Much has already been written about Michael Gove’s very public spat with the now former chairwoman of Ofsted, Baroness Morgan, since The Independent first broke the story last weekend.
Columnists, retired civil servants, opposition politicians (including the Lib Dems) and the participants themselves have all weighed in. But there has been one thing missing from the debate so far which is arguably worth a few more words: the motivation of those who have spoken out.
On Monday, the BBC led its bulletins with the intervention of Sir David Bell – a former permanent secretary in the Department of Education – who warned that Mr Gove was “at risk of surrounding himself with ‘yes’ men”.
The row, he was reported as saying, had shown the importance of having “independent voices within Whitehall”. But just how independent is Sir David?
When Mr Gove took over as Education Secretary, he had already been in post for four years and was regarded with suspicion by the incoming administration. His relationship with Mr Gove and his advisors could be, at best, described as “business-like” and when a job as vice-chancellor of Reading University came up, he took it.
As one Whitehall insider uncharitably put it: “The BBC could perhaps better have described Sir David as a disgruntled ex-employee.”
And what about Lady Morgan herself? She told Radio 4’s Today programme that she had been the victim of a “determined effort from Number 10” to appoint more Tories to the chair of public bodies. She said there was “absolutely a pattern” to recent appointments, adding: “I think it’s extremely worrying.”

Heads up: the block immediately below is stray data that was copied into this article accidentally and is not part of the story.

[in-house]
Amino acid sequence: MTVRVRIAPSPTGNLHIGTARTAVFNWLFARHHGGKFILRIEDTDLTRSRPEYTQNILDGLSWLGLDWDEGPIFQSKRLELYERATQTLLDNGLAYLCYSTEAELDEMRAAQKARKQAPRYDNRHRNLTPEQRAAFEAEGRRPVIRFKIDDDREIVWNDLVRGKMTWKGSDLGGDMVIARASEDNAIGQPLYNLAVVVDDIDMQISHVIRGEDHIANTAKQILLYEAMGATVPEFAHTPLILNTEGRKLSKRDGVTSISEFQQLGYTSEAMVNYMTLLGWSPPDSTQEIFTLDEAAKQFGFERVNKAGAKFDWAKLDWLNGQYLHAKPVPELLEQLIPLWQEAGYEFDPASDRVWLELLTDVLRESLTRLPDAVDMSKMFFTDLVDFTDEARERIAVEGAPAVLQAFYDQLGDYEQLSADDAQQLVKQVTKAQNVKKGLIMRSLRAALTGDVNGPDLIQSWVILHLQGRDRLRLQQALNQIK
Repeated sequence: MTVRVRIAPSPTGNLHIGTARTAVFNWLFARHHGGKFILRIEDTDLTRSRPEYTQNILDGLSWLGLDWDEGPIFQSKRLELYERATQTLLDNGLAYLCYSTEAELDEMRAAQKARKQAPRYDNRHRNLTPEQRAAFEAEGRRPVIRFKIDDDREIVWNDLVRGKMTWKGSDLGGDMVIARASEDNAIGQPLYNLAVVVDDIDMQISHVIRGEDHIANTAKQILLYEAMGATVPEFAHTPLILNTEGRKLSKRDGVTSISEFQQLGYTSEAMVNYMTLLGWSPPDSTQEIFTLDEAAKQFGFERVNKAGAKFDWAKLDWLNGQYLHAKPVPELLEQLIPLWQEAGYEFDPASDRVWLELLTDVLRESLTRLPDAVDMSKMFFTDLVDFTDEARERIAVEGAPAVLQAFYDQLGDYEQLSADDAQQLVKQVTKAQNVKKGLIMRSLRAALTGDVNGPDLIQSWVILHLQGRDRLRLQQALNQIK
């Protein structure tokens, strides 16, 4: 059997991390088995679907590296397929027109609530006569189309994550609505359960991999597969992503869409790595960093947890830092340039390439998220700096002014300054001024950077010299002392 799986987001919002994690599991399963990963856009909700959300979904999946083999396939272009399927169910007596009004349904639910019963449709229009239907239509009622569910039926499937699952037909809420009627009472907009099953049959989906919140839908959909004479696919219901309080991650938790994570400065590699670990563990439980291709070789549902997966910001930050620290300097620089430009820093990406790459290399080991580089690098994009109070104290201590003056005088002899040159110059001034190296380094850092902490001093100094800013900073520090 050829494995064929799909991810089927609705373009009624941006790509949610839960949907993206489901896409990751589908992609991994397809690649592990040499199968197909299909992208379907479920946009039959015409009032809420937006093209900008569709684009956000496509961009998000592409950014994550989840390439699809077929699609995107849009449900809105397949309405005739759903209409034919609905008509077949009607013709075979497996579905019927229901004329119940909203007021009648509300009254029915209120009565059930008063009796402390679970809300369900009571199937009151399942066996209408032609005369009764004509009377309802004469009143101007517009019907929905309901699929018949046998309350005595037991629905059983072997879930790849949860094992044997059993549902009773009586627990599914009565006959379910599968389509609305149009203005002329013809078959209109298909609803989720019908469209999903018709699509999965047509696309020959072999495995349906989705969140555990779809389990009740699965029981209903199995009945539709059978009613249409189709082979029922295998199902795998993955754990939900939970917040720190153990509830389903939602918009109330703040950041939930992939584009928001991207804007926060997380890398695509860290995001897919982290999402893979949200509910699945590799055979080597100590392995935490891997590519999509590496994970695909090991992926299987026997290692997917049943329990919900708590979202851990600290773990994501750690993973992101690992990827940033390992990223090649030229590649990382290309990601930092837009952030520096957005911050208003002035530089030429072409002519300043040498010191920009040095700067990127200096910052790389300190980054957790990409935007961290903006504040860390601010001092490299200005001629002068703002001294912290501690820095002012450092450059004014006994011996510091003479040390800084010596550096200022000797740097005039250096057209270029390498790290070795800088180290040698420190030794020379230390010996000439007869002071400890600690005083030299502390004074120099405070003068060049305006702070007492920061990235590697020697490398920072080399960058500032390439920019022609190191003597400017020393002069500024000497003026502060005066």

But this argument really doesn’t stand up to scrutiny. Of all the departments in government, Michael Gove’s has never shown the slightest inclination to do Downing Street’s bidding.
But should Lady Morgan accept that it was Mr Gove and not Number 10 who was behind the decision not to renew her contract, her argument that the Tories were trying to stuff public bodies with their supporters would not stack up.
That’s because it was Mr Gove who appointed her as chair of Ofsted. She would find it hard to argue that he was being un-political then, but political now – far easier to blame it on Downing Street.
Then there are the Lib Dems. Sir Malcolm Bruce, the party’s deputy leader, told the media: “He [David Laws, the schools minister] is furious. Sally Morgan has been doing a good job, and Ofsted is an impartial body that inspects all schools. We do not know who her successor will be, but it’s strongly rumoured that it will be a high-ranking Tory backer. David Laws… is being undermined… by the Secretary of State.”
Now Mr Laws may be furious, but there is also a motivation behind the Lib Dem intervention which has nothing to do with school standards. For a while they have been looking for issues on which they can differentiate themselves from their Coalition partners in the run-up to the next election.
Attacking Mr Gove for trying to politicise Ofsted is an easy hit. It may or may not be correct – but the fact that the Lib Dems want to have the row in public rather than behind closed doors suggests their motivations are not clear cut.
None of this is to entirely invalidate the arguments of Sir David, Lady Morgan or the Lib Dems. But context and motivation is everything. Just because someone used to be a civil servant doesn’t mean they don’t have personal and political views of their own.